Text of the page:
Lessons from the Scopes Trial

Lessons from the Scopes Trial

 

The summer of 2005 marked the 80th anniversary of the infamous Scopes trail.  Creationists have drawn attention in recent years to the way in which this event has been distorted by humanists – especially through the well-known play and movie “Inherit the Wind”.

                 

“Inherit the Wind” portrays Biblical creationists as narrow-minded persecutors of evolutionists, resorting to bad tactics to enforce their own viewpoint.  However, the Scopes trial transcript tells quite a different story.  To test your knowledge of what really happened, consider the following questions;

                  Which side had its chief spokesman cited for contempt of court?

                  Which side used a deceptive tactic to deny a fair hearing to the opposition?

                  Which side sought to override the democratic process to force their view on others?

                 

If your answer was “the pro-evolution side” for each of these questions, you were correct.  Here are the details:

                 

Conflict developed during the trial about the defense’s expert witnesses for evolution.   The prosecution wished to cross-examine the evolution experts, while Clarence Darrow and the defense wanted to shield them from embarrassing questions.  When the judge didn’t rule decisively in his favor, Darrow openly insulted him.  After due consideration, the judge had Darrow’s words read back from the record. Darrow’s words were plainly abusive and the judge held him in contempt of court, appointing a future court date for him and assigning a bond of $5,000.

                 

Darrow then offered a rather insincere apology, insinuating that he had actually been misunderstood.  The judge graciously revoked the contempt citation, noting that forgiveness is a Christian virtue.

                 

When William Jennings Bryan and the prosecution asked for the right to cross-examine the “witnesses” of evolution, the defense challenged Bryan himself to be cross-examined on the witness stand.  This was an unorthodox legal move of questionable propriety.  Bryan knew that it would put him at a disadvantage.  Darrow could ask him questions in any form he liked while Bryan could initiate nothing himself.  Still, Bryan also knew that if he refused the challenge, it would appear to the watching world that he was afraid.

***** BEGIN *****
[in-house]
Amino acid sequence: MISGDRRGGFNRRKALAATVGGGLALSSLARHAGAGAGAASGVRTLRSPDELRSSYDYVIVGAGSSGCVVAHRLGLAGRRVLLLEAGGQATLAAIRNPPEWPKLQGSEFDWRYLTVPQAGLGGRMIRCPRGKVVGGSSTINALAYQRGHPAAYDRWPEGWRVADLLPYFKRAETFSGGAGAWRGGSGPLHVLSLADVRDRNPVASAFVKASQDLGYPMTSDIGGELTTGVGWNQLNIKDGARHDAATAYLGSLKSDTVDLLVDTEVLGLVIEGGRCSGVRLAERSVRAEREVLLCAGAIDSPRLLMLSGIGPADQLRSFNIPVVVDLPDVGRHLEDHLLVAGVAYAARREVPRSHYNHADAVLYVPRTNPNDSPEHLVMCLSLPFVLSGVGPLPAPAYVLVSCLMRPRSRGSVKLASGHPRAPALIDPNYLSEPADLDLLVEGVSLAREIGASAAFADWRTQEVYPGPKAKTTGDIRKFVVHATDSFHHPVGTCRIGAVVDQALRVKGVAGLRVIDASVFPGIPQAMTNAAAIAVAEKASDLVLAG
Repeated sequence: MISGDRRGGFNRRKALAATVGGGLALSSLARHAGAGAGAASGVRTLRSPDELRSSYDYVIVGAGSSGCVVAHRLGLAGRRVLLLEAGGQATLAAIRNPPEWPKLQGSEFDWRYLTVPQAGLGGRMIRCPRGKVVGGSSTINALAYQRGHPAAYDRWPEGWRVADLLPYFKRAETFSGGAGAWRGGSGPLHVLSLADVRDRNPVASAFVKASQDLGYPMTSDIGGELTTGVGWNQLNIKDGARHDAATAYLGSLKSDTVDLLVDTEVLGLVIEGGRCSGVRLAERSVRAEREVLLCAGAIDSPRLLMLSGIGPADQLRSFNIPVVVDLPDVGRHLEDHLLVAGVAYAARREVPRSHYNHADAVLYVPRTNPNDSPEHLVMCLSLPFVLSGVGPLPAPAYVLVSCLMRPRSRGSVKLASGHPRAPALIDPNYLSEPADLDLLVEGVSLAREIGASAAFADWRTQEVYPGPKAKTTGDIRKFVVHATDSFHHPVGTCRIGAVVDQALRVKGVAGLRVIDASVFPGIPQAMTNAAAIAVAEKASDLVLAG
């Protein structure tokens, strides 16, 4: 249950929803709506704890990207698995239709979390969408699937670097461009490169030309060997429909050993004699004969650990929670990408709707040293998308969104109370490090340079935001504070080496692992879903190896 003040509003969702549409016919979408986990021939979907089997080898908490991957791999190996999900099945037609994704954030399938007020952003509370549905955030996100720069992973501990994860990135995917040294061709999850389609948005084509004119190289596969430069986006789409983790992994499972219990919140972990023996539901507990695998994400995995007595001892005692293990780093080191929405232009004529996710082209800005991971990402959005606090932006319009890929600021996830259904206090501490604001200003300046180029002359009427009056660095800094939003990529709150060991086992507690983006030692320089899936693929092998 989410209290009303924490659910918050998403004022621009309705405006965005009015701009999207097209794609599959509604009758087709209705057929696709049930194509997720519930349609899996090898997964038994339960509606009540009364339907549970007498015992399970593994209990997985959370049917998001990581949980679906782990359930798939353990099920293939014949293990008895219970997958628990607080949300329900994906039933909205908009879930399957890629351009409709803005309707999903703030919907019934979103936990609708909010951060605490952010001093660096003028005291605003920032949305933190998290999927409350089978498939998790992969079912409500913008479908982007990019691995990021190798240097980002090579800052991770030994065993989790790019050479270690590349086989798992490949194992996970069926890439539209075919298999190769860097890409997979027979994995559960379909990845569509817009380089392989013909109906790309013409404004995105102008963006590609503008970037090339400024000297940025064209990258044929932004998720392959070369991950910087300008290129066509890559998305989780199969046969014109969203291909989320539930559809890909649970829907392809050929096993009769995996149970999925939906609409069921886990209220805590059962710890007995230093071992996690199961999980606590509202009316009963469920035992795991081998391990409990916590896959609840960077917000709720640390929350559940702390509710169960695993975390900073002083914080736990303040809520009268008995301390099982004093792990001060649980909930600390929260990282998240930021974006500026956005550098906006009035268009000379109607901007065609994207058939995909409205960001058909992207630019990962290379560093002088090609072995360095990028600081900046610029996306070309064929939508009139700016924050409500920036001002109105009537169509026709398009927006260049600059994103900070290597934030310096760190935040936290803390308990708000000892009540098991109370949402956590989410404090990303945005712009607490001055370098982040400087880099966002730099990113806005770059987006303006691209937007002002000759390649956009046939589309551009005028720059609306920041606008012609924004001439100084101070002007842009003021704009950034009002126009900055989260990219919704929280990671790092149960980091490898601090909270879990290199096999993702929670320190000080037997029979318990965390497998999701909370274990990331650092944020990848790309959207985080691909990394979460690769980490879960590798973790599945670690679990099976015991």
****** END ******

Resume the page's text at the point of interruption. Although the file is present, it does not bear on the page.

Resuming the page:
So, he warily accepted the challenge on the condition that he would have equal opportunity to cross-examine Darrow and his colleagues.  Bryan then endured a humiliating series of barbed and sarcastic questions in which Darrow did his utmost to heap scorn upon the Bible and conservative Christians.

                 

Afterwards, topping discourtesy with treachery, Darrow suddenly changed his client’s plea form “not guilty” to “guilty.”  This ended the trial without Darrow having to publicly answer Bryan’s questions.

                 

The Scopes trial was an early example of “judicial activism,” in which an elite minority would try to bypass the democratic process by having a liberal higher court declare a law to be unconstitutional.  It was the defense’s intention all along to appeal the lower court ruling to a higher court for this purpose, and they were eventually successful.

                 

The Scopes trial reminds us that creationists are not only confronted by distortions of evidence and outright lies, but also by smear tactics, ridicule, and unfair suppression.  The bad tactics used by evolutionists at the Scopes trial are still with us today.

                 

In the face of such opposition, what should our response be?  First of all, we must remember that Christians have always been called upon to return blessing for cursing, and good for evil.  As always, we should maintain a Christ-like standard of truthfulness and sound judgment.  In addition, we should make it a particular point to maintain a Christ-like love those who ridicule and persecute us.

 

By Dave Demmick, MD (Guest Writer)

 

This was published as an article in the March/April 2005 Think and Believe.

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